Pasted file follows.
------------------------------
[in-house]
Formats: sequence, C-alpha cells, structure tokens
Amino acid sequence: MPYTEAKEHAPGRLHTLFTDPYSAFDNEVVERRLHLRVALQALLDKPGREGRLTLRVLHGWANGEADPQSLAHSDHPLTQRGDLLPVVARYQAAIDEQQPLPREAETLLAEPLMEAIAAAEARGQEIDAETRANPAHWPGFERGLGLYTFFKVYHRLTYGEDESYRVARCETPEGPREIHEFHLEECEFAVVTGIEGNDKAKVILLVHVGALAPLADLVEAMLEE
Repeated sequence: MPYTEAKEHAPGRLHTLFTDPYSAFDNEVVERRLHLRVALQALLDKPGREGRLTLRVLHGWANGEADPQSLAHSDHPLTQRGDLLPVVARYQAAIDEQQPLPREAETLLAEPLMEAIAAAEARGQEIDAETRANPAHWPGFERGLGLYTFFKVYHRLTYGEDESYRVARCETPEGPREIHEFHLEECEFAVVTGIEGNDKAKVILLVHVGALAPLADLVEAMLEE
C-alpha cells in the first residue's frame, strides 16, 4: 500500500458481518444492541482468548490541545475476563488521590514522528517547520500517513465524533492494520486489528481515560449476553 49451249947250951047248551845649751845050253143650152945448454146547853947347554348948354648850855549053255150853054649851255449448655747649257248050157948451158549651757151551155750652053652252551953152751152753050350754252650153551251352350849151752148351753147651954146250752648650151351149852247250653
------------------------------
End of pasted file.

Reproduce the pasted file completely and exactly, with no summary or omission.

[in-house]
Formats: sequence, C-alpha cells, structure tokens
Amino acid sequence: MPYTEAKEHAPGRLHTLFTDPYSAFDNEVVERRLHLRVALQALLDKPGREGRLTLRVLHGWANGEADPQSLAHSDHPLTQRGDLLPVVARYQAAIDEQQPLPREAETLLAEPLMEAIAAAEARGQEIDAETRANPAHWPGFERGLGLYTFFKVYHRLTYGEDESYRVARCETPEGPREIHEFHLEECEFAVVTGIEGNDKAKVILLVHVGALAPLADLVEAMLEE
Repeated sequence: MPYTEAKEHAPGRLHTLFTDPYSAFDNEVVERRLHLRVALQALLDKPGREGRLTLRVLHGWANGEADPQSLAHSDHPLTQRGDLLPVVARYQAAIDEQQPLPREAETLLAEPLMEAIAAAEARGQEIDAETRANPAHWPGFERGLGLYTFFKVYHRLTYGEDESYRVARCETPEGPREIHEFHLEECEFAVVTGIEGNDKAKVILLVHVGALAPLADLVEAMLEE
C-alpha cells in the first residue's frame, strides 16, 4: 500500500458481518444492541482468548490541545475476563488521590514522528517547520500517513465524533492494520486489528481515560449476553 49451249947250951047248551845649751845050253143650152945448454146547853947347554348948354648850855549053255150853054649851255449448655747649257248050157948451158549651757151551155750652053652252551953152751152753050350754252650153551251352350849151752148351753147651954146250752648650151351149852247250653